Paul Boyle is a trauma expert and former regional psychosocial support coordinator and consultant for SOS Children’s Villages in East Africa. He has trained more than 2,000 SOS mothers, aunts and other employees in 17 countries in how to work with traumatised children. He recently visited the SOS Children's Villages emergency programmes in Syria, Lebanon and the Central African Republic to conduct workshops on trauma healing.
In the following interview, Mr Boyle talks about his observations and work in Syria.
You have worked in many countries for SOS Children’s Villages and in different types of emergencies where children are particularly vulnerable. How does the situation in Syria compare?
Many emergency zones in the world are transient – the emergency comes and it will go. However, in Syria there seems to be no end. War trauma is considered one of the worst forms of trauma as the dangers never go away. Children begin to see the abnormal as normal and the normal as abnormal. They grow up in war and conflict, and they may grow up to participate in continuing the war. Syrian children know nothing but war, conflict, death and destruction, so you can imagine how this affects their world view.
The Syrian, Iraqi and Afghanistani children who have fled to Europe for protection are also affected by trauma. You can take these children from the war and the trauma. But it is a far more difficult task to take the war and trauma out of their minds, hearts and bodies.
What are the tell-tale signs of trauma in children?
The cognitive signs include poor verbal skills, memory problems, difficulty in accomplishing tasks, poor attention span, and learning disabilities. Behaviourally, traumatised children may scream or cry excessively, be easily startled, unable to trust others, or make friends. They may fear adults who may remind them of the trauma. Or they may be anxious, fearful, irritable, sad and withdrawn. There may be physiological effects, such as poor appetite or digestive problems. Pain – headaches and stomach aches, insomnia, nightmares, bed wetting, and being clingy are also tell-tale signs.
SOS Children’s Villages is providing care and protection for children in Syria and is working in many other countries to help refugees of conflicts. What is the most important advice you can give to someone who is helping these vulnerable children and their families?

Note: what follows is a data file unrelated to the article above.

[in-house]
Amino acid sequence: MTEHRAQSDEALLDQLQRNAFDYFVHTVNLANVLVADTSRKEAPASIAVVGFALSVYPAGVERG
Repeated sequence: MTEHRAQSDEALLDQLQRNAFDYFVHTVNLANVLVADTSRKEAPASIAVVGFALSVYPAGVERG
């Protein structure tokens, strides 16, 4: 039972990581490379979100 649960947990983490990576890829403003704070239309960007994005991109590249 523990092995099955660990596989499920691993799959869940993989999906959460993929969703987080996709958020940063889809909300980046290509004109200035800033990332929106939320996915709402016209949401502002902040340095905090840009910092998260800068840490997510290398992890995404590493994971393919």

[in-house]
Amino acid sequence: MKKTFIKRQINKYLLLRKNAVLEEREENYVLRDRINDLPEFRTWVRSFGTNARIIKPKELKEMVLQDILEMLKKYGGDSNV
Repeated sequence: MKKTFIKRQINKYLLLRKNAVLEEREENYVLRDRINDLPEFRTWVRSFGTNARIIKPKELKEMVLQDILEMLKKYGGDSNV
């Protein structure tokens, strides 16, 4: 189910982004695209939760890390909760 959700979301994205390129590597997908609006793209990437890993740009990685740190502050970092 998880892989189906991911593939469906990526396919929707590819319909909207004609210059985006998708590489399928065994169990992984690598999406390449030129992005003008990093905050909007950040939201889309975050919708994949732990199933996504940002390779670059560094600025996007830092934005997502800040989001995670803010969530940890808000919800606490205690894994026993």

It is crucial that the caregiver understand the effects trauma has on children as well as on themselves. The way the child thinks, acts and behaves is quite different from a child who is not exposed to war and conflict. Caregivers may see the child being angry, aggressive or violent and they interpret this as the child being bad. However, this is not about a bad child but about a child who is mentally disturbed, emotionally distraught and socially inadequate.
My advice is that all caregivers be trained and sensitised to the effects of trauma in children … so they identify if a child is traumatised and seek professional assistance.
Describe your impressions of what you saw in Syria?
I am very impressed by the work of SOS Children’s Villages in Syria. It is incredible the love and compassion SOS staff show for poor, vulnerable and marginalised people. They look for poor children who are homeless and destitute, and place them in one of the facilities SOS Syria manages in Damascus. They have teams on the ground in Aleppo providing emergency support even though the dangers for staff are high. They focus on the needs of the people and do what they can despite the danger and challenges.
What strikes me most is the mental and psychological health of Syrian staff – they are all doing very well. I have rarely witnessed such energy and dynamism, and I am most impressed by the good they do by loving, caring and respecting the children.